superiorsavior wrote:You only end up adhering to the law if you dislike the punishment more than you like the crime, at the time of the deed at least. If you forget about the punishment for a moment due to strong emotions or drugs, you may desire the crime more than the punishment, when in a more sober moment you would not.some of the things there will get the death penalty- which is very bad, m'kay?
Oh crap- you're right!
I know i'm not the smartest one on here nor the favourite one in here and what i'm about to do.
Let's debate. It's a great way to nudge my skills and etc, So. Make the topic, About religion.
And lets see whether I can hold it for a while.
Don't expect long paragraphs though.
Humans have the power to evaluate and alter our values; thusfar in history our power to do so has been hampered by limited understanding of the brain and mind, but as we develop in these sciences, I anxiously anticipate that it is all but inevitable that we shall obtain the power to really choose our own values for the first time. Of course, weather or not we exercise this power will be dependent upon our initial values and the subsequent situations that shaped them naturally, and so would in no way be free; but it would at least be real choice for once. The problem that has plagued my life, and led to my debating morality, is that of what values we should choose for ourselves, when the power is at long last available. Even before that time, the fact that it is both possible and conceivable for us to hold different values, but that we do not, is enough to make it a pressing question.
Though the power does not require that we make a correct choice, as our current power does not; we will likely continue to develop our values based on our situation and current values, irregardless of the ability and speed at which we could change them. Perhaps there is no 'correct' choice after all, but i feel it necessary to at least look.
I've yet to see a means by which God could legitimately be the source of an objectively justified set of values; if they come from God they come from a subject and are as subjective as if they stem from any individual, plus, people will only share these values if their physiology and experiences are such that they would have built them into a person who would have had those values weather or not God so happened to share them.
I like to argue that we should, in order to be consistent, value those things that allow as many people as possible to live in a way they value for as much time as possible, as everyone values acting in accordance with those things they value; if a world where you live a life you value is good, it is inconsistent to say a world where more people, or rather more time, is spent living a life that is valued. But the question of why we should be consistent raises it's ugly head and damns this moral theory. Part of me still clings to the idea that the 'greatest value for the greatest number' principle may be salvaged, as it stands above the content of our values, does not attempt to impose a specific set of values on all people, and could work down from the nature of value to some guidance on their preferred content. This is a vain hope; but as I can see no way right or wrong could retain meaning without it, I shall continue to hold to it.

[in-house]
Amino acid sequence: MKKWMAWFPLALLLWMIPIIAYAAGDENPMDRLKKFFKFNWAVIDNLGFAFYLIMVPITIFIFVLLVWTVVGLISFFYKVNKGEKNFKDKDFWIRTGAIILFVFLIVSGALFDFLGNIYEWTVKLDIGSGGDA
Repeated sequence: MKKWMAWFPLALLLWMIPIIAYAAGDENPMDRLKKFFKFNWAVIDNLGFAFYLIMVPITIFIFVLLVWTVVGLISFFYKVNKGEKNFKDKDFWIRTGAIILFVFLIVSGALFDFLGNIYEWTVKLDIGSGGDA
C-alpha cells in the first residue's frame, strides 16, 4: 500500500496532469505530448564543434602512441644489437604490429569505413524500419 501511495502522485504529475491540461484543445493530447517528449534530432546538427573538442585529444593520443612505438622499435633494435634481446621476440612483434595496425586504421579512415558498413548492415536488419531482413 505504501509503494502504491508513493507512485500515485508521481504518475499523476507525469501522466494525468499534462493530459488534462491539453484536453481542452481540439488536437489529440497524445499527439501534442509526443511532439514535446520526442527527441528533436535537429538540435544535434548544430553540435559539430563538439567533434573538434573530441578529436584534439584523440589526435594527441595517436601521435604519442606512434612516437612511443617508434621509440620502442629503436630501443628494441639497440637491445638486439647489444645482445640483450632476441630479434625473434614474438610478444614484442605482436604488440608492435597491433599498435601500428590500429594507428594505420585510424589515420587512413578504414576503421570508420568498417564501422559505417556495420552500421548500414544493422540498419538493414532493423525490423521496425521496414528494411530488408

that’s the thing that’s really missing in terms of technolocay I think the venus project for example is pretty simple.
it could be done much better.
not to meniton being able to get energy at much higher efficiencies.
I would disagree to their being no correct route only choices put it this way… their are definetly wrong routes.– at-least most can agree to that.
superiorsavior wrote: Don't get me wrong, I desperately want a theory to be true, I just struggle with any of them avoiding flaws.
Any value can be wrong under the right (THE right) definition of wrong. Wrong is relational; my wrong may or may not be different than your wrong, but even a largely shared set of values doesn't imply universality. Therefore THE right definition of wrong, or the true nature of righteousness, depends on the person doing the judging, and is not so much non-existent as it is variable and fluctuating. While there's no universal, absolute set of right and wrong values, every person has his/her set, and many overlap (most people think killing is bad). And despite their variation, they're still very, very important.
I have no problem disposing of global morality; it never existed in the first place, and it never will. It's always been either a few, or more frequently, many assh*les of the same mindset imposing their values on others, whether forcefully or not.
However, I do have problem with you're belittlement of higher morality. Though I believe there's less than a .0000000000000000000000000000000000001% probability of any existing "god," to say every one of us is a slave to a mindset based purely on natural selection is preposterous. Darwin had a lot right, yes. But the proliferation of a species depends on a lucky flip as much as it does a lucky hand; there are more than a few extinct species which would dominate the species today had they been given more favorable conditions. In other words, chance is our creator. Certain conditions only change the probabilities of certain thoughts and certain outcomes; our decisions lie somewhere between the realm of objectivity and spontaneity, as does our conciseness, and for that, they are ours. The world is nothing but random data and our interpretations of it; we have control over everything but the random data.
If you accept it, you are god.
that’s one part i don't like about it just impossing a new definition of god everytime, dude… how many gods am I? how many gods are You? how many gods is he/she/it?
Well I kind of do I consider us nothing more then… an evolved being that happens to essentially be a self containing sack of different microbial cells.
so now that we realize the probabilistic nature of the macroscopic world by necessity of my internal philosophy, their by being the objective judge.–
really just look at the venus project,
http://www.thevenusproject.com/contribu ... ers/videos
theirs also the home documentary it’s about planet home[earth=our home].
my morality isn't that good but it doesn't need to be,
our knowledge of anything isn't perfect either.
moral choices depend on knowledge and values the wider the range of values, and the greater the knowledge the better the moral code tend’s to be at-least assuming a non accumulative logical code.
so here I’ll stop exploiting a bug in your definition of god for the betterment of man.